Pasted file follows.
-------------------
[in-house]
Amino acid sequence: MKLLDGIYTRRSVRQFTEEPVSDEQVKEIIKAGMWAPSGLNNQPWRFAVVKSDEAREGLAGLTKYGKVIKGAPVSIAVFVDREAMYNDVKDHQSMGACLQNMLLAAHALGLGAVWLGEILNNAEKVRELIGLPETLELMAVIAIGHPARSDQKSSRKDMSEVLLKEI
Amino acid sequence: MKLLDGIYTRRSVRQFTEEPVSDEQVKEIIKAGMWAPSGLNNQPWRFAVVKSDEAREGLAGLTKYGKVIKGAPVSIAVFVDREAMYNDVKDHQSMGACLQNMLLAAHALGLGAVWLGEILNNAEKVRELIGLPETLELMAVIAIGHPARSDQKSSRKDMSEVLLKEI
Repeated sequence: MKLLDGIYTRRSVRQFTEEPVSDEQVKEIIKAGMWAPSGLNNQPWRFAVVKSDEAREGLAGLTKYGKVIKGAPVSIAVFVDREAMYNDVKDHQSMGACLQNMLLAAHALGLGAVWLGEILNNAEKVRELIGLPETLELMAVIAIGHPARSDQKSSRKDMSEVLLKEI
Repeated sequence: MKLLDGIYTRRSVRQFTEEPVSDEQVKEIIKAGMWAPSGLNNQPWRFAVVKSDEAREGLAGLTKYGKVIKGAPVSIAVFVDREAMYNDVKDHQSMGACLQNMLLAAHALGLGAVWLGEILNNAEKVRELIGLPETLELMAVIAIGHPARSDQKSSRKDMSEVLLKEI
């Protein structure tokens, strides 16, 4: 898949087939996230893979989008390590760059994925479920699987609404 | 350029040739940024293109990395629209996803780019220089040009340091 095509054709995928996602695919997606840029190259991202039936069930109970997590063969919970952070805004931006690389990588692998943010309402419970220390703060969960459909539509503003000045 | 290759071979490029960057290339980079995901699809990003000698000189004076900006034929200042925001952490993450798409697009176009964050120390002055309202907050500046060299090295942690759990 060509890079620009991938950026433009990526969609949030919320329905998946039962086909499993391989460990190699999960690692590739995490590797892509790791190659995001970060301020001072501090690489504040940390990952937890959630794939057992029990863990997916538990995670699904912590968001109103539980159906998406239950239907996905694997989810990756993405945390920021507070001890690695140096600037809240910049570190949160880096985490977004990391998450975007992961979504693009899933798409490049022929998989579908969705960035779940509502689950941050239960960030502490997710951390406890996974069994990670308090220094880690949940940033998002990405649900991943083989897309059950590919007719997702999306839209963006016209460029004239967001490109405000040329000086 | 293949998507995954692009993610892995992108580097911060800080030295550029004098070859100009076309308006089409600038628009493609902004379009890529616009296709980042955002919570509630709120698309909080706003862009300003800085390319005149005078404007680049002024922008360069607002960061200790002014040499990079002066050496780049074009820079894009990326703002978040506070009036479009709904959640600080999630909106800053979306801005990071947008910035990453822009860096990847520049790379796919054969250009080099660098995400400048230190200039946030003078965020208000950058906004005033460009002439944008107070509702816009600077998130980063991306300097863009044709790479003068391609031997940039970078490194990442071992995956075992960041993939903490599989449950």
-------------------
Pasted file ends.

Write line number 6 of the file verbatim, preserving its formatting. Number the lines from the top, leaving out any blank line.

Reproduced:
């Protein structure tokens, strides 16, 4: 898949087939996230893979989008390590760059994925479920699987609404 | 350029040739940024293109990395629209996803780019220089040009340091 095509054709995928996602695919997606840029190259991202039936069930109970997590063969919970952070805004931006690389990588692998943010309402419970220390703060969960459909539509503003000045 | 290759071979490029960057290339980079995901699809990003000698000189004076900006034929200042925001952490993450798409697009176009964050120390002055309202907050500046060299090295942690759990 060509890079620009991938950026433009990526969609949030919320329905998946039962086909499993391989460990190699999960690692590739995490590797892509790791190659995001970060301020001072501090690489504040940390990952937890959630794939057992029990863990997916538990995670699904912590968001109103539980159906998406239950239907996905694997989810990756993405945390920021507070001890690695140096600037809240910049570190949160880096985490977004990391998450975007992961979504693009899933798409490049022929998989579908969705960035779940509502689950941050239960960030502490997710951390406890996974069994990670308090220094880690949940940033998002990405649900991943083989897309059950590919007719997702999306839209963006016209460029004239967001490109405000040329000086 | 293949998507995954692009993610892995992108580097911060800080030295550029004098070859100009076309308006089409600038628009493609902004379009890529616009296709980042955002919570509630709120698309909080706003862009300003800085390319005149005078404007680049002024922008360069607002960061200790002014040499990079002066050496780049074009820079894009990326703002978040506070009036479009709904959640600080999630909106800053979306801005990071947008910035990453822009860096990847520049790379796919054969250009080099660098995400400048230190200039946030003078965020208000950058906004005033460009002439944008107070509702816009600077998130980063991306300097863009044709790479003068391609031997940039970078490194990442071992995956075992960041993939903490599989449950």